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Walgreens’ Luke Rauch on Creating a Seamless Shopper Experience

Walgreens is fashioning itself a one-stop-shop for the beauty, health and wellness needs of its shoppers.

In both his personal and professional life, Luke Rauch, senior vice president and chief merchandising officer of Walgreens, is all about maximizing convenience. 

So said the executive at WWD’s Wellness Forum as he detailed how Walgreens is amping up the breadth of the company’s service and product offerings in accordance with shifting consumer lifestyles. 

“Our vision is to be the leading partner of reimagining local health care and well-being for all,” said Rauch, highlighting the company’s ongoing initiatives, such as its partnership with VillageMD, through which full-service primary care practices will be added to 1,000 Walgreens stores across the U.S. by 2027. 

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Rauch also said Walgreens seeks to delve into mental health services, an offering he believes will decrease many of the pain points consumers often encounter when trying to access such services. 

“Things like mental well-being and counseling, or tests you might have had to go to your physician to get previously, you can now get at Walgreens. It is a shorter drive, a more manageable parking lot and a lot easier to execute than going to your primary care physician,” Rauch said, noting that over 75 percent of Americans live within five miles of a Walgreens store, which makes such offerings even more of a no-brainer to him. 

“The dream is to operate in communities and improve the total cost of care for patients and make their lives more affordable,” he said.  

While Rauch said the company is exploring additional checkout options such as self-checkout and even a potential scan-as-you-shop method through which in-store shoppers can check out directly from their phones, it is taking a thoughtful and steady approach to any such implementations.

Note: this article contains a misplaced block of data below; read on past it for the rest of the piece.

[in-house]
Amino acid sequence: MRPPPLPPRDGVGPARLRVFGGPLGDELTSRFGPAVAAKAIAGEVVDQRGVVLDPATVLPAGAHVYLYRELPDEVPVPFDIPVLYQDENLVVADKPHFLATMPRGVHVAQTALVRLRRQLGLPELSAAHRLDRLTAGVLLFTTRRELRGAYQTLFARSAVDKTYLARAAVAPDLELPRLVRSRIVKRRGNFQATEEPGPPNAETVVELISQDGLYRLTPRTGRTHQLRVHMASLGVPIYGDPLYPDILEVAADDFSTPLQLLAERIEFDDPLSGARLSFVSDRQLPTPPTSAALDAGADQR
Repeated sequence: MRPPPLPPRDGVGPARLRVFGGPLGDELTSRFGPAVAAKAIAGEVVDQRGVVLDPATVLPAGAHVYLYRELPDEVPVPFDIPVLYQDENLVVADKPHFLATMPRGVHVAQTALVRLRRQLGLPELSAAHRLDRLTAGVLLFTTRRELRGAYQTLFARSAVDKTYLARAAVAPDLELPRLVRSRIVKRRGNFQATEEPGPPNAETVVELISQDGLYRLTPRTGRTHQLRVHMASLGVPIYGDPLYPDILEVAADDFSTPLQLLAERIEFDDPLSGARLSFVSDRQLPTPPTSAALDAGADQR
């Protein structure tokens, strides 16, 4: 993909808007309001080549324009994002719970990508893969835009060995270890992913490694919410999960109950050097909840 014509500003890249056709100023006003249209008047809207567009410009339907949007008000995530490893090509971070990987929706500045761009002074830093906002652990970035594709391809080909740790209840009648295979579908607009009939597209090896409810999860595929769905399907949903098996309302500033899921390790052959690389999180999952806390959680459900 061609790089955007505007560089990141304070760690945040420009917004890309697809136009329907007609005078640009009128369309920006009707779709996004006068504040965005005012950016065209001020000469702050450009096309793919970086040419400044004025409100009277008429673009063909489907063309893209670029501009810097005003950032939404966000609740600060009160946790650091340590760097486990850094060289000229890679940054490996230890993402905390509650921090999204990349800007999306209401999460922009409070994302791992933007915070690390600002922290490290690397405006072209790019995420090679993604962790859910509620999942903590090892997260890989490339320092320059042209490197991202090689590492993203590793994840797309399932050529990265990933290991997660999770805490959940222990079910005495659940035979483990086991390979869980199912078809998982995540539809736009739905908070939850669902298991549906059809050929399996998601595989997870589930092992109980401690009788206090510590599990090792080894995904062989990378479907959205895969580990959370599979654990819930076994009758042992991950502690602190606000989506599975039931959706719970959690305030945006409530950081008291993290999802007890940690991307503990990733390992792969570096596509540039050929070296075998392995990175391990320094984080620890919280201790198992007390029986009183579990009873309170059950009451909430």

“The challenge that you have with self-checkout is when not done right it can actually create a sub-optimal customer experience,” Rauch said, adding that for certain stores — such as those with high volumes of alcohol sales — self-checkout can potentially be more of a hindrance than it would be beneficial. 

Walgreens, which initially introduced curbside pickup in the early 2010s only to withdraw the offering shortly thereafter, knows firsthand how important good timing is in ensuring the success of any such rollouts.  

“We were too far ahead of the curve,” said Rauch of the company’s first attempt at curbside pickup, which it recommenced in 2020, just as many other retailers were introducing the offering for the first time. “We didn’t have the patience to let that business grow and mature, so we pulled it. Part of this, too, is once we make the right moves, having the right conviction to let it play out.”

Walgreens’ same-day delivery service is among the key offerings the company seeks to emphasize moving forward, with Rauch stating that due to Walgreens’ high penetration and highly curated selection, it is able to execute deliveries significantly faster than competing retailers. 

“We’re a small store,” Rauch said. “We’re never going to be able to have the breadth of assortment that a Saks or a Bloomingdale’s is going to be able to offer, but we know what sells within the communities within which we operate.”

“The lines between what was traditionally considered health and what is now wellness and what is beauty are blurring,” concluded Rauch, stating that Walgreens is taking a multidimensional approach to setting itself — and its shoppers — up for success in all three areas.